Running out of patience
Licensed Practical Nurses want Eastern Health to lay off their hours
Licensed Practical Nurses (LPNS) employed at Eastern Health institutions in the Carbonear area gathered outside the regional hospital in that Conception Bay North town Nov. 16 to demonstrate against the growing numbers of LPNS being laid off by Eastern Health.
By the end of this week, 25 LPNS will have been moved from full-time hours to on-call status at the Carbonear General Hospital, Harbour Lodge and Interfaith Home, according to a news release from the Newfoundland Association of Public and Private Employees (NAPE).
Those affected will lose their temporary-full-time status and move to temporary-part-time status.
Vicki Lang, an LPN at the Interfaith Home in Carbonear, was among those on hand to voice her concerns about the move.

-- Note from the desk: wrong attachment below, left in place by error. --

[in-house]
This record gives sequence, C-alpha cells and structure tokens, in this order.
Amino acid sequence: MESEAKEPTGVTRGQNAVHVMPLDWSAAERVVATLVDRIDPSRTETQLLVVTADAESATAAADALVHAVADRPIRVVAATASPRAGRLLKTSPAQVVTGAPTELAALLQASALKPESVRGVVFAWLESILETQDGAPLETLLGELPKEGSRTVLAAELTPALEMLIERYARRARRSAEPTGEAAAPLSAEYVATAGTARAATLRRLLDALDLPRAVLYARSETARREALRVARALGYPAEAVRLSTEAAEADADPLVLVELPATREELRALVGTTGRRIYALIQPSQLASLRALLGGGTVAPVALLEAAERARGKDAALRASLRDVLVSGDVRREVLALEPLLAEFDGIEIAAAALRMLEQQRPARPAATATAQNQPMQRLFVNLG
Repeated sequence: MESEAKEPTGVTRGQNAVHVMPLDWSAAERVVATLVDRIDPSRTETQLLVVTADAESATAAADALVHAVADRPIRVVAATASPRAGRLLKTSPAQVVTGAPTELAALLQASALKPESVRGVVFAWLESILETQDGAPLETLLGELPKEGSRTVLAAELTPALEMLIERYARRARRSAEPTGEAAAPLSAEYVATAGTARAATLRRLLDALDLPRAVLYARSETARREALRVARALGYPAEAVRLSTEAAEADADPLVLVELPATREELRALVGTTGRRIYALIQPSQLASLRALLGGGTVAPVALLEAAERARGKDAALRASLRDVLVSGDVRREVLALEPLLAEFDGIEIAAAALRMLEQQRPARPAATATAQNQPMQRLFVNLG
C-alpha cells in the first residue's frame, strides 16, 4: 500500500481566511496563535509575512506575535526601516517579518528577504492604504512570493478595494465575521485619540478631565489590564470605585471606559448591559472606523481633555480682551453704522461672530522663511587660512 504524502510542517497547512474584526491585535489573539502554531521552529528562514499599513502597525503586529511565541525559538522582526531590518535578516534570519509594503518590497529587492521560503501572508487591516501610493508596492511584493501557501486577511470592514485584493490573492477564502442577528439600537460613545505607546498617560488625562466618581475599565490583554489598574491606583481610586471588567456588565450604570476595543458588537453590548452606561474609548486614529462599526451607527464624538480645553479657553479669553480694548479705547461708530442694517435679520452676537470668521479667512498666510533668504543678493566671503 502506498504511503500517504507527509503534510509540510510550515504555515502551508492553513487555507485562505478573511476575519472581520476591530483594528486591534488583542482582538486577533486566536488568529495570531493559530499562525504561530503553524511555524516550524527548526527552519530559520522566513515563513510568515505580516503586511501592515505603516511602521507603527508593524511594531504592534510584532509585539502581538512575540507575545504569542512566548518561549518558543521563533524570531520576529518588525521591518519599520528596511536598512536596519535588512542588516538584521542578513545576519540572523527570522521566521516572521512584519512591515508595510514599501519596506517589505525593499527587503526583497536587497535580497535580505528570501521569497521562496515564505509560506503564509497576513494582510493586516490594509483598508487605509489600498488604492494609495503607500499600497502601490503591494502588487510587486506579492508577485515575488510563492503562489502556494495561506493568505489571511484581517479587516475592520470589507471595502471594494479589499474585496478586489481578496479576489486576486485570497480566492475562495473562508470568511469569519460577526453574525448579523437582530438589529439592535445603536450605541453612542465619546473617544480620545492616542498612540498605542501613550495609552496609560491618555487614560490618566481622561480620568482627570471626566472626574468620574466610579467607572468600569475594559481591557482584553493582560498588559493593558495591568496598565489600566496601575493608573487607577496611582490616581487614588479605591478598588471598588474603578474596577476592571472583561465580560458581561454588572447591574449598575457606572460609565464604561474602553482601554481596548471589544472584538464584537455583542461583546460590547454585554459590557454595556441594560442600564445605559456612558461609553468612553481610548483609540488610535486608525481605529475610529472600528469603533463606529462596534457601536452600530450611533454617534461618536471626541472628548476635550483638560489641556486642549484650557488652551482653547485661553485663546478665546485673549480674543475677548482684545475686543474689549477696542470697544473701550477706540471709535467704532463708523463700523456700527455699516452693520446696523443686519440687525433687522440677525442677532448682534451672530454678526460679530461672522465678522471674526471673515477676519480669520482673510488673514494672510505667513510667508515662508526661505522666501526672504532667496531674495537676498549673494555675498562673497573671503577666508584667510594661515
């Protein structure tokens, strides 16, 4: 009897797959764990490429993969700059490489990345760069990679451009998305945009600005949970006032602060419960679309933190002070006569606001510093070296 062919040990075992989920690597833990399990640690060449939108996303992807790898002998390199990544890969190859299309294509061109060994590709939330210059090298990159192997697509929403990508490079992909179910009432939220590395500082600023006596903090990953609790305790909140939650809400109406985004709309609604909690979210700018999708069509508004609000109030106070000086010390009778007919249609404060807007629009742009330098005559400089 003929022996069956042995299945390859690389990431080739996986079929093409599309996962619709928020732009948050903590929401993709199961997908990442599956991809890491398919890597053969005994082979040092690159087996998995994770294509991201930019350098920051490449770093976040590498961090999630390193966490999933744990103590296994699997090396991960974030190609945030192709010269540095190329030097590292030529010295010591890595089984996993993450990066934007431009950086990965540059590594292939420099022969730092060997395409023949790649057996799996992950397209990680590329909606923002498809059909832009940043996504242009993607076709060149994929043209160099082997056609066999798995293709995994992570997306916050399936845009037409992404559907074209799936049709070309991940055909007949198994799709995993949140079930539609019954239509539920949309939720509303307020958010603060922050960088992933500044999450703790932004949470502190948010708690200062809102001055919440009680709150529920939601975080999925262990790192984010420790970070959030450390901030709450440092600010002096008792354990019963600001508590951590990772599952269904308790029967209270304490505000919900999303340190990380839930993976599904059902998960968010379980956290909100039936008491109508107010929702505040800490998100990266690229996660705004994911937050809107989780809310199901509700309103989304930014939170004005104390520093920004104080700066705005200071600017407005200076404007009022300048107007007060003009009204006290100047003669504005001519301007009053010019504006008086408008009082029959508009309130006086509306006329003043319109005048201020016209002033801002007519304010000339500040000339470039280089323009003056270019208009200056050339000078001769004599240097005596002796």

“We’re only trying to keep our jobs that we’ve worked hard for,” Lang said. “We’ve tried to ... work our way up through the system only to be put back on a call-in list.”
Hoping the demonstration would help the public understand what’s going on, the nurse said she hoped they would support the LPNS in their cause.
“We’ve worked hard to get where we’re are, and, hopefully, this (demonstration) will get everything out into the light and Eastern Health will try to help and support their LPNS.”
Health care professionals from Eastern Health operated facilities in Clarke’s Beach and Placentia, along with unionized workers from the Carbonear post office joined the demonstrating LPNS in a show of solidarity.
NAPE president Carol Furlong told the group of close to 50 demonstrators: “It’s a tremendous support to LPNS to have other groups here today supporting their efforts in their fight for fairness and respect from their employer, Eastern Health.”
Pledging NAPE’S “solid support” in their ongoing battle with the health care corporation, Furlong said, “people here today have told me they’ve been on the job for 16 years only to find now they’re going to be getting layoff notices.